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Showing posts from April, 2012

Women in SF&F Month

Today I'm over at Fantasy Cafe doing a guest post for Kristen's Women in SF&F Month . I'm delighted to be taking part in this awesome event, and I do hope you stop by to say hi . I've got a few female-authored, under-the-radar sci fi and fantasy recommendations to throw your way (shocking, I know).

Something Like Normal by Trish Doller

Are you getting a certain vibe from the covers of the books I'm reading lately? Yeah, me too. Though it's purely by chance, I think it's worth noting that after I read the books themselves, I often feel their covers are somewhat of a mismatch. Not that I don't like them. In fact, I quite like the cover for  Something Like Normal . It's part of what made me investigate the book further. But I do think they lead you to believe there's going to be more . . . shenanigans . . . going on inside than there really are. Make of that what you will. This is Trish Doller 's debut novel, and I had to smile when I looked up her GoodReads profile and she had listed her influences as Kirsty Eagar , Cath Crowley , and Melina Marchetta . Point to you, Ms. Doller. Way to reel in us Aussie YA-obsessed fangirls with just a few well-chosen strokes on your keyboard. But the thing that really drove me to read it was that it is part of the growing New Adult genre. Protagonist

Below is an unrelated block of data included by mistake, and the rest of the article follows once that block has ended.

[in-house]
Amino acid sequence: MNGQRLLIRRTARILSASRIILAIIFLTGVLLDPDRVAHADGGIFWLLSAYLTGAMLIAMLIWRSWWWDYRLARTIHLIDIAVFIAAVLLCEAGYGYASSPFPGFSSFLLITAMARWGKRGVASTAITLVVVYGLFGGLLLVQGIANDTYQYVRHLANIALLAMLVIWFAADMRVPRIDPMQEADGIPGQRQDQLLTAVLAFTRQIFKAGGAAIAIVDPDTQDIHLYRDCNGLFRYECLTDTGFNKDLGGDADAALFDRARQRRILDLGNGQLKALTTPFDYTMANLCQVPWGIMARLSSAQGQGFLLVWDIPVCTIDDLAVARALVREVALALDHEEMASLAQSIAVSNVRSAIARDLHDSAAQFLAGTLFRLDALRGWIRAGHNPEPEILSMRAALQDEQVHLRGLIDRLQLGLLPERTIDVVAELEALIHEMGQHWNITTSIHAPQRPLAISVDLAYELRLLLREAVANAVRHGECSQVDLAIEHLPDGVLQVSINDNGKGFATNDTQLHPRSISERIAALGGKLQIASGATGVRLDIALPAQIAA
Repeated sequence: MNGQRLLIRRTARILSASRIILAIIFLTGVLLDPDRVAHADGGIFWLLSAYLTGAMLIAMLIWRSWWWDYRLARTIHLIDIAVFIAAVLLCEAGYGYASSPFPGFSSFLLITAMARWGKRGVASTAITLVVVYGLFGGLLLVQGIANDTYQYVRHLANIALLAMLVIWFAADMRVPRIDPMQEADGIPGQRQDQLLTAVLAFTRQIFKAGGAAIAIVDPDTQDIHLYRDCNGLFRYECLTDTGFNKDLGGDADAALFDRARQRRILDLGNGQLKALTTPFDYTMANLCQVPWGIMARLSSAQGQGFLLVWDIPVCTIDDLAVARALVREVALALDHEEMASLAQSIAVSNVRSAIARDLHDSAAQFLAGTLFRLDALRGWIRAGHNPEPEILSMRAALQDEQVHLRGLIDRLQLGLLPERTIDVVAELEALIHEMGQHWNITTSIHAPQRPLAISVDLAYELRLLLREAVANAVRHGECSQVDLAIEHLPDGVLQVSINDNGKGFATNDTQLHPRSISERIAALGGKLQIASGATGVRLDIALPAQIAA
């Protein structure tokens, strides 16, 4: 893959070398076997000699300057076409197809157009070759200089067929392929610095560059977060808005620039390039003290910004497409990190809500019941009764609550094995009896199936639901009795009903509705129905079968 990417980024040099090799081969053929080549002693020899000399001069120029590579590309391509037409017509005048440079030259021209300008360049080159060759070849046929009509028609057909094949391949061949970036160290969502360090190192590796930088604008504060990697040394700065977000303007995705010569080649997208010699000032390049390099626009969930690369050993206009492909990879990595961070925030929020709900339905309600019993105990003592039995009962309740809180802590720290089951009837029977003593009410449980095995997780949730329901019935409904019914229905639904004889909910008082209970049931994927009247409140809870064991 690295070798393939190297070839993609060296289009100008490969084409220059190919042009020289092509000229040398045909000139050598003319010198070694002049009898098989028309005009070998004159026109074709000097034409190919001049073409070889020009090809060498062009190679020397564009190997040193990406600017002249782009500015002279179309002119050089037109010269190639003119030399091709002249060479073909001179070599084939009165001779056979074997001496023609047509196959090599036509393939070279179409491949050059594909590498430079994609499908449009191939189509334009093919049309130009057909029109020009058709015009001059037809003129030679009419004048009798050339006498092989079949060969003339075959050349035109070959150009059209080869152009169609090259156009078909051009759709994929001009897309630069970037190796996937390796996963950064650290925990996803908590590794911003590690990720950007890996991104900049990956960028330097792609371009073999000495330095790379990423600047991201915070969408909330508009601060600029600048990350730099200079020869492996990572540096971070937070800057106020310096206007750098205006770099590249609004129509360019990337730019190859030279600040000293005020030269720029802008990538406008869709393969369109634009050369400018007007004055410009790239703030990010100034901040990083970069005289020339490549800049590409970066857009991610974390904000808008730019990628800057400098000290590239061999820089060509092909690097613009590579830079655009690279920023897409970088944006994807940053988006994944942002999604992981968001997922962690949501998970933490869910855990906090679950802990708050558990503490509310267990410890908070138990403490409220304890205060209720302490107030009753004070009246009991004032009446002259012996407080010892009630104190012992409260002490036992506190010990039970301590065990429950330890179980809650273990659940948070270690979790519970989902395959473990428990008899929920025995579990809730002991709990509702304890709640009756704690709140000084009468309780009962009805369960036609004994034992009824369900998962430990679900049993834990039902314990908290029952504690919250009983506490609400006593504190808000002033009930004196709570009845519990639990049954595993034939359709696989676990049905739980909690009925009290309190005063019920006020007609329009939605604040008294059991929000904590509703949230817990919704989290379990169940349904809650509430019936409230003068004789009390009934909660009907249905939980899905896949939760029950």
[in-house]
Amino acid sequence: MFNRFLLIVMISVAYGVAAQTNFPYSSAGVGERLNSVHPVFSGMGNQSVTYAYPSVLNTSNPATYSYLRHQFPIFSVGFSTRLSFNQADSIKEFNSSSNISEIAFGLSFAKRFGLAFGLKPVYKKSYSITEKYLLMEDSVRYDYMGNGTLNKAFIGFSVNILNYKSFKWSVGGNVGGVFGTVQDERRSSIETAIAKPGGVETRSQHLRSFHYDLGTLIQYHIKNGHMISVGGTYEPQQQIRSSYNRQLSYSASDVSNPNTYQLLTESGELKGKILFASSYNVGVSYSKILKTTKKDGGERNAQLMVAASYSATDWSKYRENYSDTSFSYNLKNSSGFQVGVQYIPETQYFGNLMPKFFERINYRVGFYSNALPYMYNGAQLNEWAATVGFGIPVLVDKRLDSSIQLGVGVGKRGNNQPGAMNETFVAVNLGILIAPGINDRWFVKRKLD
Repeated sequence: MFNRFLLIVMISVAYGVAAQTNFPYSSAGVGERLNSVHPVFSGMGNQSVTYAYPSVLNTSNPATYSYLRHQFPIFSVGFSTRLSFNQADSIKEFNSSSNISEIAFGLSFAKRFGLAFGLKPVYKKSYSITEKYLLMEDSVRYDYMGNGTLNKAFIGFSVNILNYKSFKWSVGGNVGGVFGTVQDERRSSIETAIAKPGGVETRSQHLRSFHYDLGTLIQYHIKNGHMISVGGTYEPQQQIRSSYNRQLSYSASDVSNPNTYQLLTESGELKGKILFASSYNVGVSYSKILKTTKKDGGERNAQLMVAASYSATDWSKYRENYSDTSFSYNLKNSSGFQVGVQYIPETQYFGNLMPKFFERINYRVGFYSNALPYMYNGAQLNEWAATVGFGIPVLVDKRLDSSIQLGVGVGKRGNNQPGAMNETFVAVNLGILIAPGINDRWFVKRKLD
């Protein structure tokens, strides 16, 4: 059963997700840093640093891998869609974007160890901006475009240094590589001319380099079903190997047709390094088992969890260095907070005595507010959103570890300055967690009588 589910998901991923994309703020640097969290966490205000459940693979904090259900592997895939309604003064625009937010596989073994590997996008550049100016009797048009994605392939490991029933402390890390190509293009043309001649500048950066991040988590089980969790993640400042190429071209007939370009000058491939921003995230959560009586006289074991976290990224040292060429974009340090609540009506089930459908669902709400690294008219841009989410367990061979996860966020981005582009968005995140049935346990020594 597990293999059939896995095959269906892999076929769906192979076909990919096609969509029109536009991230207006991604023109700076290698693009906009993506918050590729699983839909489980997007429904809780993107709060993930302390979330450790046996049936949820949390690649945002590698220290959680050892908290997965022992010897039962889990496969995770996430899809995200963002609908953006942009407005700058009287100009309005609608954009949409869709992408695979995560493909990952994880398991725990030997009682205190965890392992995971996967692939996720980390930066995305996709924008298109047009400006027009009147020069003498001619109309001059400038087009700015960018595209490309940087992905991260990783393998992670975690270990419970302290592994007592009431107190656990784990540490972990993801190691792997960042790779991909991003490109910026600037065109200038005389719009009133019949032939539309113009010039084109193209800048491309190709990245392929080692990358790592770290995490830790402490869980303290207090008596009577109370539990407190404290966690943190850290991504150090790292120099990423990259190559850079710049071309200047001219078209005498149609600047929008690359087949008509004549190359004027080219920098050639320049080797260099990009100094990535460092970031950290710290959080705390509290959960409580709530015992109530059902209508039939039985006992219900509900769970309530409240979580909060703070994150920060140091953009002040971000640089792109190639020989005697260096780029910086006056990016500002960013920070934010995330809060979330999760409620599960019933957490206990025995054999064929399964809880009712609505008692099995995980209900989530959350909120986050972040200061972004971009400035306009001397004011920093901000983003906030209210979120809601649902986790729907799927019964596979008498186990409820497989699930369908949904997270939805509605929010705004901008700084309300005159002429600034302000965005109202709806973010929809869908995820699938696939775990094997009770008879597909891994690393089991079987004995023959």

When You Were Mine by Rebecca Serle

When You Were Mine   came and went across my radar after I took a brief glance at its cover and mentally relegated it to the Jennifer Echols realm of contemporary YA romance. I enjoyed Going Too Far , but haven't loved her others or found myself in the mood for more of the same since. But that judgement was admittedly based entirely on the cover, font, tagline, etc. Then I read Carla's review over at The Crooked Shelf , and I took a second gander. Shakespeare, you say? Retelling? This is all exceedingly promising. Oh. Romeo and Juliet? Hm. Not sure I want to go there. Not that I don't enjoy R&J (I once saw it on stage, and Romeo's death scene was positively EPIC in scope. My brother-in-law and I were crying tears of mirth long before the poor boy let loose his final gasp and put us all out of our misery). And, as is so often the case, I was powerless to resist the call of a possibly excellent retelling. It was when I realized that it was told from Rosaline's

To Notebook or Not to Notebook . . .

. . . that is the question. All right. I realize I may be asking for it here, but I'm gonna go ahead and, well, ask for it. I have never seen The Notebook. I've never read it either, for that matter. Truthfully, I'm not all that interested in losing my Nicholas Sparks virginity. And I've always sort of scoffed at the movie for being over-the-top sappy and whatnot . . . with the kiss . . . in the rain . . . and that beard . But I recently watched this little clip: And it kind of makes me want to run out and watch the source material, yeah? So give it to me straight. The Notebook (the movie): yay or nay?